Normally, the baby helps to trigger labour with its pituitary gland and suprarenals (glands of the kidneys). However, these are either missing or their development has been stunted in children with anencephaly, hence labour does not always begin spontaneously. As a result, many women ask that labour be induced at the end of their pregnancy. As the vault of the cranium is missing, it is important that the waters do not break for as long as possible during labour so that they can exert the necessary pressure on the cervix for it to dilate. If it is possible to keep the waters intact, the birth of a child with anencephaly will happen in almost the same way as if the mother were giving birth to a healthy child, and will take as long. The experience of mothers of children with anencephaly has shown that the artificial breaking of waters significantly reduces the chances of the baby being born alive (Jaquier 2006).

Can children with anencephaly be organ donors?

Since 2012, donation possibilities for babies, specifically babies with anencephaly, have expanded and currently there are more potential for donation than ever before in the United States. Although each particular case is unique, and each potential donation has various criteria that must be met, donation is a very viable option for a baby with anencephaly if families wish to pursue this option.
There are two main types of donation possibilities: Donation for transplant and donation for research.
Learn more about the possiblity of donation and find links on our special page.

What is the rate of recurrence?

In most cases it is an isolated anomaly and it is very unlikely that it should occur again in the same family. Statistically, the rate of recurrence for a woman who has already had a child with anencephaly is 4%.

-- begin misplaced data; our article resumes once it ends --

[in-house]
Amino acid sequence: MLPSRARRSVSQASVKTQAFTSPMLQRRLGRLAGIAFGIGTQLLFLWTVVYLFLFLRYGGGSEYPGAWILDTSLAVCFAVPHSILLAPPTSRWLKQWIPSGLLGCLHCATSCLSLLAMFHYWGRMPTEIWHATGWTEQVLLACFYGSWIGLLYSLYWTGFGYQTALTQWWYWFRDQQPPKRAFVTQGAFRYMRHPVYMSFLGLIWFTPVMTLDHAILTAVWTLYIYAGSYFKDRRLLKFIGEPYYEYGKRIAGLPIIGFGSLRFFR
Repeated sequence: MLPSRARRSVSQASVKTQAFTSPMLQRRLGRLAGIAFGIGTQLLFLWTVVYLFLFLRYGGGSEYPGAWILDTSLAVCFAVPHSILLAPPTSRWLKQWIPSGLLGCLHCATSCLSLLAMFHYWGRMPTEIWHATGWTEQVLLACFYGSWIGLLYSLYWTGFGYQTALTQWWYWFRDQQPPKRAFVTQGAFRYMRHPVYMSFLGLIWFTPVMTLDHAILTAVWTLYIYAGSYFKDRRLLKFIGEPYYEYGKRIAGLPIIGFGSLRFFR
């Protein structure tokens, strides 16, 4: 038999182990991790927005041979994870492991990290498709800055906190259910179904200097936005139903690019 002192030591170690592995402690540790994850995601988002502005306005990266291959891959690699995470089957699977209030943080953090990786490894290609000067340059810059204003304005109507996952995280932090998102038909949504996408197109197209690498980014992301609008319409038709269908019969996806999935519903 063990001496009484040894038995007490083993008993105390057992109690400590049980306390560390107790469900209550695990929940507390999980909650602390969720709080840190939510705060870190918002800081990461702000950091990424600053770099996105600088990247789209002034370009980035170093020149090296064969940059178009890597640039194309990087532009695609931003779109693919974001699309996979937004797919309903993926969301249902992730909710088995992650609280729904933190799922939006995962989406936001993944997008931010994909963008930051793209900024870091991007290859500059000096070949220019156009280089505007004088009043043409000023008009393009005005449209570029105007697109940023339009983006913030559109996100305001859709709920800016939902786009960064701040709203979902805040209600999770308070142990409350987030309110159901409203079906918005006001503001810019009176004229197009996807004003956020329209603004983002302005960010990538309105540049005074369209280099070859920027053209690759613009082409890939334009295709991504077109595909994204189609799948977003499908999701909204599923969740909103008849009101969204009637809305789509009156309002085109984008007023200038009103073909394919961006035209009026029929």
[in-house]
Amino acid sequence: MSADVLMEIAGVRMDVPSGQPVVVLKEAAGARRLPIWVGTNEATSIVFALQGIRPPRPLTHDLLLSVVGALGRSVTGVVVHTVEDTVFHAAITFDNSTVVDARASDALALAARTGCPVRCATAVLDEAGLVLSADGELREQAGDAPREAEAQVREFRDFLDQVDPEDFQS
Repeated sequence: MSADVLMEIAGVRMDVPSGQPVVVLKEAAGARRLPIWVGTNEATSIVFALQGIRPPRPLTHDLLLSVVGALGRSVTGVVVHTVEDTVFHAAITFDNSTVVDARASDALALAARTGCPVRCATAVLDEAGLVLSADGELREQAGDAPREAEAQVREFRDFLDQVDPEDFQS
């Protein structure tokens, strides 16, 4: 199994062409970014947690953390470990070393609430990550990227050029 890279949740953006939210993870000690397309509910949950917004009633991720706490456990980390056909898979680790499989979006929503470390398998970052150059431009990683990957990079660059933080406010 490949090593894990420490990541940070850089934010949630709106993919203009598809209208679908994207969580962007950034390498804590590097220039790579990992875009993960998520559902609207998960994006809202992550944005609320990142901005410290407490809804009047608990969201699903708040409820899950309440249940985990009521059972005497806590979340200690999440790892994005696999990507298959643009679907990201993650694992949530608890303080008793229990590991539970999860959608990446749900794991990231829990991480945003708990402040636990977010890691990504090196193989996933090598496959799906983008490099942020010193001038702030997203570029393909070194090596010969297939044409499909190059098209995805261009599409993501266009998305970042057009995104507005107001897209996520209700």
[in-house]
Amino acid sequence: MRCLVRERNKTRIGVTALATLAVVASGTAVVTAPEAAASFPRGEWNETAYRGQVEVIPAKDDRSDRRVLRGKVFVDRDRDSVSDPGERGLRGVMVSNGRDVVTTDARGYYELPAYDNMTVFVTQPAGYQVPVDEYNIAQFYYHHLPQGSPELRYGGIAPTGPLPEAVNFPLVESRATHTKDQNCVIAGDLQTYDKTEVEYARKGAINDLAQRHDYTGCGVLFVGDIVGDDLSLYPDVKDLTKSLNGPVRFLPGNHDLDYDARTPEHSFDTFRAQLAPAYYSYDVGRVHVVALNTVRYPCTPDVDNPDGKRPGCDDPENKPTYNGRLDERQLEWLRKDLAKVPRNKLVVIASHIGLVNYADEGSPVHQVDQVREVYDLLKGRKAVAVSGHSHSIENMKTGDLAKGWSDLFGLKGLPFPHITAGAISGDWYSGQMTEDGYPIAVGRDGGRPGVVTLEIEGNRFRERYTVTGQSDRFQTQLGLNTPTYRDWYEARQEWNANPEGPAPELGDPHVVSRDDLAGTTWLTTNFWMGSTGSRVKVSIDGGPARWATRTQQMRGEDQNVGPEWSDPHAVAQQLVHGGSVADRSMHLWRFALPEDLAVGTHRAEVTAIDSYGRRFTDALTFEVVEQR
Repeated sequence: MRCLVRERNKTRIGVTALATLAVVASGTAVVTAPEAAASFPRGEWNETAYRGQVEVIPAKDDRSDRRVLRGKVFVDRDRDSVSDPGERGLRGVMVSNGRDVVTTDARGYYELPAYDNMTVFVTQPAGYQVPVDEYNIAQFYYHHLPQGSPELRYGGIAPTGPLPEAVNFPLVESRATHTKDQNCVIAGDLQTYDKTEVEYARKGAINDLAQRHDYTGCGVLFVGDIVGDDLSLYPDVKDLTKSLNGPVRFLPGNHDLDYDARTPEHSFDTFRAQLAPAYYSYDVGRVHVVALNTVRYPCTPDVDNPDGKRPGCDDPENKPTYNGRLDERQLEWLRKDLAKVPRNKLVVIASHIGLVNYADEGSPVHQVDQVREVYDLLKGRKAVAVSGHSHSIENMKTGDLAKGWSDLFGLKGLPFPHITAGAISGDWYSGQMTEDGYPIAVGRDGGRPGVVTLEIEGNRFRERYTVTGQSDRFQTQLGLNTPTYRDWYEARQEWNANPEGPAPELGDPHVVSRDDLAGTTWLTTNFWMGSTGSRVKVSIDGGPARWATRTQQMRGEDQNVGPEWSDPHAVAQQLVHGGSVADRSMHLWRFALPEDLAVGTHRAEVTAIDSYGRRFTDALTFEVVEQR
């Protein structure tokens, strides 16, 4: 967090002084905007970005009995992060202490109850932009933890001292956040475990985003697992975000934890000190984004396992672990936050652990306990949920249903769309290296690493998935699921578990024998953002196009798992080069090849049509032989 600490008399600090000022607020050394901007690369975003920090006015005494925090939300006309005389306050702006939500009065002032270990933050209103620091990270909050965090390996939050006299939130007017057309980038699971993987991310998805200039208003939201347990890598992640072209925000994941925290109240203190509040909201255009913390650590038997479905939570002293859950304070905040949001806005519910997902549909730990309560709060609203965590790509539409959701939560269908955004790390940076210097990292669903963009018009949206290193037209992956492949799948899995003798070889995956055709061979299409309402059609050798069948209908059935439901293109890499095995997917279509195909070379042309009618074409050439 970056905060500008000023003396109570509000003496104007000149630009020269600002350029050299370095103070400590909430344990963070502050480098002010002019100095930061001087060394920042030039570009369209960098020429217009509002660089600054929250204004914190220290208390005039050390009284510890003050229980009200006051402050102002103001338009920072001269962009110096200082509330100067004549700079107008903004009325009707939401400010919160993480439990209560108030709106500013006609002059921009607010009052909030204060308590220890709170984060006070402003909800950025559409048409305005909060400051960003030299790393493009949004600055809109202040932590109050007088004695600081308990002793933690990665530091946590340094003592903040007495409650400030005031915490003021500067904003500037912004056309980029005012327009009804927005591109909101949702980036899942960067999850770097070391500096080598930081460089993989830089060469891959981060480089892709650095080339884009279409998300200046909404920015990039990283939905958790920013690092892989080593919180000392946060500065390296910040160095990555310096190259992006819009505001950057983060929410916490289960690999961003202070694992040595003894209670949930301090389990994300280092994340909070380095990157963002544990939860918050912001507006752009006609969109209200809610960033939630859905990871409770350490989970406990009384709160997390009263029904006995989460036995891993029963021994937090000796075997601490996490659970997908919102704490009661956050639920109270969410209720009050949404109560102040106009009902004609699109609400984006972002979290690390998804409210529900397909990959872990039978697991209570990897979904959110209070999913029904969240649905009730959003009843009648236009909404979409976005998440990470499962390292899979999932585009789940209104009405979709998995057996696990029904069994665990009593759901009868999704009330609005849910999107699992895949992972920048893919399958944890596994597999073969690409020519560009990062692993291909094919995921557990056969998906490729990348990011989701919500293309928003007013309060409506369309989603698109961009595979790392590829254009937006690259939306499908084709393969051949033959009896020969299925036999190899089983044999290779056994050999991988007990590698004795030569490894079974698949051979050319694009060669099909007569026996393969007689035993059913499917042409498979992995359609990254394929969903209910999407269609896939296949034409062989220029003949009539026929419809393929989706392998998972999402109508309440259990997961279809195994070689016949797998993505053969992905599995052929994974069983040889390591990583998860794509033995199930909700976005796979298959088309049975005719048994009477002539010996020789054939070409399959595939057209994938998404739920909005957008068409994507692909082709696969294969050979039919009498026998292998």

Can anencephaly be prevented?

For some time now, the aetiology of Neural Tube Defects has cited diet and environmental factors. Clinical studies have confirmed that taking a vitamin called Folic Acid reduces the risk of developing a Neural Tube Defect. If all women of child-bearing age took 0.4 mgs of Folic Acid every day before conception and at least until the end of the first term of pregnancy, 50 to 70% of potential cases of anencephaly and Spina Bifida could be prevented (Ceizel and Dudas, 1992). Learn more about the prevention of neural tube defects.

What research is being done?

The National Institute of Neurological Disorders and Stroke conducts and supports a wide range of studies that explore the complex mechanisms of normal brain development. The knowledge gained from these fundamental studies provides the foundation for understanding how this process can go awry and, thus, offers hope for new means to treat and prevent congenital brain disorders including neural tube defects such as anencephaly.

The Duke Center for Human Genetics is currently conducting a genetic study called "The Hereditary Basis of Neural Tube Defects" to determine the causes of anencephaly and other NTDs. By studying families with anencephaly and other NTDs, they hope to identify the genes that contribute to the development of the neural tube. They hope this research will eventually lead to more accurate genetic counseling and risk assessment, improved treatments, better prevention methods, and possibly, a cure.
More information and how to participate

References:

Botto LD et al, 1999. Neural-Tube Defects. N England J Med 341:1509-1519

Czeizel AE, Dudas I. 1992. Prevention of first occurence of neural tube defects by periconceptional vitamin supplementation. N Engl J Med 327:1832-1835

Holmes LB, Briscoll SG, Atkins L. 1976. Etiologie heterogeneity of neural-tube defects. N Engl J Med 1976;294:365-369

Jaquier M, Klein A, Boltshauser E., 2006. Spontaneous pregnancy outcome after prenatal diagnosis of anencephaly, BJOG 2006; 113:951-953

Johnson SP, Sebire NJ, Snijders RJM, Tunkel S, Nicolaides KH. Ultrasound screening for anencephaly at 10-14 weeks of gestation. Ultrasound Obstet Gynecol 1997;9:14.

Müller F, O'Rahilly R, 1991. Development of Anencephaly and Its Variants. The American Journal of Anatomy 190:193-218 (1991)

Sadler TW, 1998. Mechanisms of neural tube closure and defects. Ment Retard Dev Disabil Res Rev 1998;4:247-53

Sadler TW. 2005. Embryology of Neural Tube Development. American Journal of Medical Genetics Part C 135C:2-8

Stumpf et al. The Infant with Anencephaly, The Medical Task Force on Anencephaly, N Engl J Med 1990; 322:669-67

 

Last updated March 23, 2015